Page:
Academic journal article Brigham Young University Law Review

External Monitoring of Domestic Religious Liberties

Academic journal article Brigham Young University Law Review

External Monitoring of Domestic Religious Liberties

Article excerpt

Michael Young


I have been asked to address some of the possible external pressures that might be exerted on a country to expand the liberties it affords its inhabitants, especially in the area of religious belief and practice. In this context, I intend to examine the nature of the external monitoring mechanisms for human rights generally, and then how those mechanisms are developing in the context of religious liberties. In this context, it is, of course, essential to examine the degree to which, and the mechanisms through which individual countries or groups of countries monitor the behavior of another country and then, if unsatisfied with that behavior, exert pressure on that country to modify its behavior. It is also important, however, to examine external monitoring by non-governmental organizations (NGOs), international organizations (IOs) such as the United Nations, and regional organizations. Finally, to complete the picture, it is important to understand the relationship between the actions of NGOs and IO's and the various nation-states that make up the international system. I will briefly examine each of these issues in turn.1


Of course, one cannot even begin to discuss this issue without acknowledging that serious questions exist about the legitimacy of monitoring the internal affairs of other countries.2 This monitoring has been debated extensively in the area of human rights.3 It is always important to consider the extent to which one country, a group of countries, or an international organization has the right to look at the internal affairs of another country. Certainly, in the early development of public international laws, which began to take their current form in the 1800's, it was generally considered illegitimate to look at the internal affairs of another country. How a government dealt with its own citizens was considered to be the exclusive concern of that government.4

Over time, two principal challenges arose to the illegitimacy of external monitoring of the treatment a country affords its inhabitants. The first challenge arose in terms of defining what was a matter of internal concern.5 Increasingly, matters that were initially thought to be entirely the province of the local government were considered fair game for criticism by other countries because those matters had some impact or effect on other countries. Actions in the trade arena provide perhaps the simplest example. With the dramatic increase in treaty based promises to provide access to domestic markets, any actions taken that might impede that access became legitimate targets of examination and criticism. Domestic taxes, environmental regulations, investment approval systems, and much more, became appropriate subjects of bilateral and multilateral discussions, criticism, and even sanctions.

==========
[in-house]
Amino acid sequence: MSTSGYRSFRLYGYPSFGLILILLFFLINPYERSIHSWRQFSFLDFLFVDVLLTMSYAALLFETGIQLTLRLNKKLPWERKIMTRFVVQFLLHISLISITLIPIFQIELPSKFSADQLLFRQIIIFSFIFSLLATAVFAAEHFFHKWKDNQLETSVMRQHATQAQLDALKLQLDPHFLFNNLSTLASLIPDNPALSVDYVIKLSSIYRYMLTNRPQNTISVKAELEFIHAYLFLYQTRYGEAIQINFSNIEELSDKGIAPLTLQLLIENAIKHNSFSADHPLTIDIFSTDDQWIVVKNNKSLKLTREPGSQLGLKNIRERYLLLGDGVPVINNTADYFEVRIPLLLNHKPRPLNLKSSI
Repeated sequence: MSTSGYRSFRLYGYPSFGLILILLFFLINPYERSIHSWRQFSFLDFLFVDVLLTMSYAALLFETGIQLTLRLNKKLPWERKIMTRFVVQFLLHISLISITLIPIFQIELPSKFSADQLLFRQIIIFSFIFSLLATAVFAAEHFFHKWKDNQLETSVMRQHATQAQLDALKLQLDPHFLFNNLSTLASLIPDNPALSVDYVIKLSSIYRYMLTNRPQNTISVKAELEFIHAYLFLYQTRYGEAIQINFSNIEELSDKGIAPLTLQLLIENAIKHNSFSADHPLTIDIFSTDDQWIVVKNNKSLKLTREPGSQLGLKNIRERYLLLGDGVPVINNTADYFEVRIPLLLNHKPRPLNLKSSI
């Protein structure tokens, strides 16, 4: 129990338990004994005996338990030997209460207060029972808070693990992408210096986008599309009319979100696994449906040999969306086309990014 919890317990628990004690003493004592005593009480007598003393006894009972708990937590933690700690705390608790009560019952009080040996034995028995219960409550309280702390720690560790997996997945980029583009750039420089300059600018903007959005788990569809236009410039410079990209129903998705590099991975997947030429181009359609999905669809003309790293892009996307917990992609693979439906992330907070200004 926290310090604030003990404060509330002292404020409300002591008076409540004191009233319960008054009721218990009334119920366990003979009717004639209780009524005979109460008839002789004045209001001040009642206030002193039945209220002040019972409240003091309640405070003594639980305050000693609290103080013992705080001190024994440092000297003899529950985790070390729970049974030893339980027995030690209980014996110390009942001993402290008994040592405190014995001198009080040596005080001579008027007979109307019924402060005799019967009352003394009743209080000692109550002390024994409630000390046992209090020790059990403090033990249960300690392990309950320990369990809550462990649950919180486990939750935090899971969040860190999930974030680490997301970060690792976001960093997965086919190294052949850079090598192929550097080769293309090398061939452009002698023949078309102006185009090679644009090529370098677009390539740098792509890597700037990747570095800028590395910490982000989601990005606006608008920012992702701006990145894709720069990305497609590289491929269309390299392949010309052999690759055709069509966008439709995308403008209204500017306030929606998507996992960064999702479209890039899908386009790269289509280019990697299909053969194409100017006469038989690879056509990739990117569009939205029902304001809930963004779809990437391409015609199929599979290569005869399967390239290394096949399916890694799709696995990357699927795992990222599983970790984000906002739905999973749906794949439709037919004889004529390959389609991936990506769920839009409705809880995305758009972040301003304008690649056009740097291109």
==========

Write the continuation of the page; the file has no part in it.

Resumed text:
The second and much more pointed challenge to the traditional view involves the proliferation of agreements to adhere to uniform international standards in the area of human rights. This process started in the mid-1960s and found its breakthrough expression in the mid-1970s with the Helsinki In the Helsinki Accords, member countries of the Conference of Security Cooperation in Europe (CSCE) agreed to adhere to certain human rights standards.7 The implicit subtext of the Helsinki Accords was that if the signatory countries failed to live up to those standards, that failure was a legitimate matter of multilateral discussion in the context of the CSCE. Thus, one country could legitimately raise and discuss the purely internal behavior of another country in a public international setting8 and that discussion was considered legitimate and appropriate.

Certain countries still strongly resist this marked trend in international law. China, for example, is a strong and vocal opponent of any external discussion of its human rights or civil liberties. …

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